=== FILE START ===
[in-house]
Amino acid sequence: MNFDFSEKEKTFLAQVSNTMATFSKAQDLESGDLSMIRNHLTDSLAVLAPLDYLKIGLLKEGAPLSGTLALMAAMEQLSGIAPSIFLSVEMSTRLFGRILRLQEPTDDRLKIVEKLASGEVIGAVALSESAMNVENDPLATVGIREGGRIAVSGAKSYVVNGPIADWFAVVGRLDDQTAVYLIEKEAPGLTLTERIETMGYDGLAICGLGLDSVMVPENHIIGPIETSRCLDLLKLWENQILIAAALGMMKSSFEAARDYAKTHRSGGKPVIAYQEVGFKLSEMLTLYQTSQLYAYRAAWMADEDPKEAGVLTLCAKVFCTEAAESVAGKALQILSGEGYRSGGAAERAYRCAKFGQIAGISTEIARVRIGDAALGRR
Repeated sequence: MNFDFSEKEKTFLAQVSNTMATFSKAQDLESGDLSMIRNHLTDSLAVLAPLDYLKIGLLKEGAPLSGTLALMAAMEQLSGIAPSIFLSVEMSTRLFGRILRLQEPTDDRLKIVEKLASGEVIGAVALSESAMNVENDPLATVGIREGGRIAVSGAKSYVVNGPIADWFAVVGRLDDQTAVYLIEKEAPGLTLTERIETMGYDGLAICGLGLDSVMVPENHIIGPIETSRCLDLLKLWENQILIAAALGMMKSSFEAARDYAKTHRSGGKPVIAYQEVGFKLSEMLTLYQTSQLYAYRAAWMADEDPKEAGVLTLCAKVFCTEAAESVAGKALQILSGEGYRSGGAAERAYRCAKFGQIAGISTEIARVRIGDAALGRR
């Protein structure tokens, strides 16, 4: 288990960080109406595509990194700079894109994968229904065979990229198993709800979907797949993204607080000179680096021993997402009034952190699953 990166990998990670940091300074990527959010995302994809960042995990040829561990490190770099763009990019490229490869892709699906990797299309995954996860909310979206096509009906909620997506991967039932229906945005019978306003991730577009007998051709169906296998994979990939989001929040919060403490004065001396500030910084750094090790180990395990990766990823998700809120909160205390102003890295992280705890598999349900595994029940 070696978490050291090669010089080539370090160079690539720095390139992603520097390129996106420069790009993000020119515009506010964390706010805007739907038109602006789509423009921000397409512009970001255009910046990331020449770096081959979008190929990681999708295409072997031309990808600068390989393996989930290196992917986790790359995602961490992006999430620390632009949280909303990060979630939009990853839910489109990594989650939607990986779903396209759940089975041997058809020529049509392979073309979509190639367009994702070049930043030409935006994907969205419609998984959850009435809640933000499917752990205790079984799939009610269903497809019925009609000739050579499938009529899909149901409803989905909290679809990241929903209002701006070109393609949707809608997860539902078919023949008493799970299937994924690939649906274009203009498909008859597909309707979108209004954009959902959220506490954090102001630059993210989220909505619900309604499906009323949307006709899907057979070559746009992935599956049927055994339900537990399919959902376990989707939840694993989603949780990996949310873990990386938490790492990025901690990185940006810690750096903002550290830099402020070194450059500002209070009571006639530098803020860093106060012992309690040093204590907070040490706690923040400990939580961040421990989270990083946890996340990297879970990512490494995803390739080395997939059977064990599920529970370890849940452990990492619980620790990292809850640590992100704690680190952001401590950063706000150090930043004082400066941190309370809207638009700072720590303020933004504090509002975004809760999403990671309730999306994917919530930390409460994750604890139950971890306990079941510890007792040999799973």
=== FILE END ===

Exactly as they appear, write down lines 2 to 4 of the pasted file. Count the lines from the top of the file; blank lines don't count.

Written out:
Amino acid sequence: MNFDFSEKEKTFLAQVSNTMATFSKAQDLESGDLSMIRNHLTDSLAVLAPLDYLKIGLLKEGAPLSGTLALMAAMEQLSGIAPSIFLSVEMSTRLFGRILRLQEPTDDRLKIVEKLASGEVIGAVALSESAMNVENDPLATVGIREGGRIAVSGAKSYVVNGPIADWFAVVGRLDDQTAVYLIEKEAPGLTLTERIETMGYDGLAICGLGLDSVMVPENHIIGPIETSRCLDLLKLWENQILIAAALGMMKSSFEAARDYAKTHRSGGKPVIAYQEVGFKLSEMLTLYQTSQLYAYRAAWMADEDPKEAGVLTLCAKVFCTEAAESVAGKALQILSGEGYRSGGAAERAYRCAKFGQIAGISTEIARVRIGDAALGRR
Repeated sequence: MNFDFSEKEKTFLAQVSNTMATFSKAQDLESGDLSMIRNHLTDSLAVLAPLDYLKIGLLKEGAPLSGTLALMAAMEQLSGIAPSIFLSVEMSTRLFGRILRLQEPTDDRLKIVEKLASGEVIGAVALSESAMNVENDPLATVGIREGGRIAVSGAKSYVVNGPIADWFAVVGRLDDQTAVYLIEKEAPGLTLTERIETMGYDGLAICGLGLDSVMVPENHIIGPIETSRCLDLLKLWENQILIAAALGMMKSSFEAARDYAKTHRSGGKPVIAYQEVGFKLSEMLTLYQTSQLYAYRAAWMADEDPKEAGVLTLCAKVFCTEAAESVAGKALQILSGEGYRSGGAAERAYRCAKFGQIAGISTEIARVRIGDAALGRR
């Protein structure tokens, strides 16, 4: 288990960080109406595509990194700079894109994968229904065979990229198993709800979907797949993204607080000179680096021993997402009034952190699953 990166990998990670940091300074990527959010995302994809960042995990040829561990490190770099763009990019490229490869892709699906990797299309995954996860909310979206096509009906909620997506991967039932229906945005019978306003991730577009007998051709169906296998994979990939989001929040919060403490004065001396500030910084750094090790180990395990990766990823998700809120909160205390102003890295992280705890598999349900595994029940 070696978490050291090669010089080539370090160079690539720095390139992603520097390129996106420069790009993000020119515009506010964390706010805007739907038109602006789509423009921000397409512009970001255009910046990331020449770096081959979008190929990681999708295409072997031309990808600068390989393996989930290196992917986790790359995602961490992006999430620390632009949280909303990060979630939009990853839910489109990594989650939607990986779903396209759940089975041997058809020529049509392979073309979509190639367009994702070049930043030409935006994907969205419609998984959850009435809640933000499917752990205790079984799939009610269903497809019925009609000739050579499938009529899909149901409803989905909290679809990241929903209002701006070109393609949707809608997860539902078919023949008493799970299937994924690939649906274009203009498909008859597909309707979108209004954009959902959220506490954090102001630059993210989220909505619900309604499906009323949307006709899907057979070559746009992935599956049927055994339900537990399919959902376990989707939840694993989603949780990996949310873990990386938490790492990025901690990185940006810690750096903002550290830099402020070194450059500002209070009571006639530098803020860093106060012992309690040093204590907070040490706690923040400990939580961040421990989270990083946890996340990297879970990512490494995803390739080395997939059977064990599920529970370890849940452990990492619980620790990292809850640590992100704690680190952001401590950063706000150090930043004082400066941190309370809207638009700072720590303020933004504090509002975004809760999403990671309730999306994917919530930390409460994750604890139950971890306990079941510890007792040999799973």